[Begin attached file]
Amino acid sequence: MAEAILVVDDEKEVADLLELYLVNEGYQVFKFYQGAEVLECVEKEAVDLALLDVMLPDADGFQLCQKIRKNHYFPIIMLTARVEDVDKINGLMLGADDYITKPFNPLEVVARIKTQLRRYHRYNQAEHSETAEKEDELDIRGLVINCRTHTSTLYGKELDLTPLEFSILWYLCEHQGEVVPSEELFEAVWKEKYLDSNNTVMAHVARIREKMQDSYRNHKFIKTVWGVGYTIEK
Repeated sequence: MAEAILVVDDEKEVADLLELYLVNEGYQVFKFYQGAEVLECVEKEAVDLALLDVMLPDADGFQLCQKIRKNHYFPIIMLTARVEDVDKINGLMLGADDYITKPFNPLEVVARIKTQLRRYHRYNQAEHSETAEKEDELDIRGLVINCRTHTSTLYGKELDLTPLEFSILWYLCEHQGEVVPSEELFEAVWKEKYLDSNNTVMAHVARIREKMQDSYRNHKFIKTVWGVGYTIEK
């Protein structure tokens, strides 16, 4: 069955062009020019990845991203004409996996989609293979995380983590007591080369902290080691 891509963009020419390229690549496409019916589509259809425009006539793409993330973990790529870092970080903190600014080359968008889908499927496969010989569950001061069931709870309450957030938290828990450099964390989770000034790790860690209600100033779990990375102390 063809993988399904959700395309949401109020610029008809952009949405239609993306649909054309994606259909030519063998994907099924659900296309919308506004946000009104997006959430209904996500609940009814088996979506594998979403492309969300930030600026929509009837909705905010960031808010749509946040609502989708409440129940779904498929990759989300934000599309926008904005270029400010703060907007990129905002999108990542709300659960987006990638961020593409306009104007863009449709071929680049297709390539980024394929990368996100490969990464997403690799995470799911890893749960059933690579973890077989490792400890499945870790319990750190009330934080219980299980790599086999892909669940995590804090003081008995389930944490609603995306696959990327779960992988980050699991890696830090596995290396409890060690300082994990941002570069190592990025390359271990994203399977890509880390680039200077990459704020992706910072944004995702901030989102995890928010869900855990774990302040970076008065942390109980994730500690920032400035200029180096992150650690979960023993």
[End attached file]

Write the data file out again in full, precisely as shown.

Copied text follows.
Amino acid sequence: MAEAILVVDDEKEVADLLELYLVNEGYQVFKFYQGAEVLECVEKEAVDLALLDVMLPDADGFQLCQKIRKNHYFPIIMLTARVEDVDKINGLMLGADDYITKPFNPLEVVARIKTQLRRYHRYNQAEHSETAEKEDELDIRGLVINCRTHTSTLYGKELDLTPLEFSILWYLCEHQGEVVPSEELFEAVWKEKYLDSNNTVMAHVARIREKMQDSYRNHKFIKTVWGVGYTIEK
Repeated sequence: MAEAILVVDDEKEVADLLELYLVNEGYQVFKFYQGAEVLECVEKEAVDLALLDVMLPDADGFQLCQKIRKNHYFPIIMLTARVEDVDKINGLMLGADDYITKPFNPLEVVARIKTQLRRYHRYNQAEHSETAEKEDELDIRGLVINCRTHTSTLYGKELDLTPLEFSILWYLCEHQGEVVPSEELFEAVWKEKYLDSNNTVMAHVARIREKMQDSYRNHKFIKTVWGVGYTIEK
């Protein structure tokens, strides 16, 4: 069955062009020019990845991203004409996996989609293979995380983590007591080369902290080691 891509963009020419390229690549496409019916589509259809425009006539793409993330973990790529870092970080903190600014080359968008889908499927496969010989569950001061069931709870309450957030938290828990450099964390989770000034790790860690209600100033779990990375102390 063809993988399904959700395309949401109020610029008809952009949405239609993306649909054309994606259909030519063998994907099924659900296309919308506004946000009104997006959430209904996500609940009814088996979506594998979403492309969300930030600026929509009837909705905010960031808010749509946040609502989708409440129940779904498929990759989300934000599309926008904005270029400010703060907007990129905002999108990542709300659960987006990638961020593409306009104007863009449709071929680049297709390539980024394929990368996100490969990464997403690799995470799911890893749960059933690579973890077989490792400890499945870790319990750190009330934080219980299980790599086999892909669940995590804090003081008995389930944490609603995306696959990327779960992988980050699991890696830090596995290396409890060690300082994990941002570069190592990025390359271990994203399977890509880390680039200077990459704020992706910072944004995702901030989102995890928010869900855990774990302040970076008065942390109980994730500690920032400035200029180096992150650690979960023993």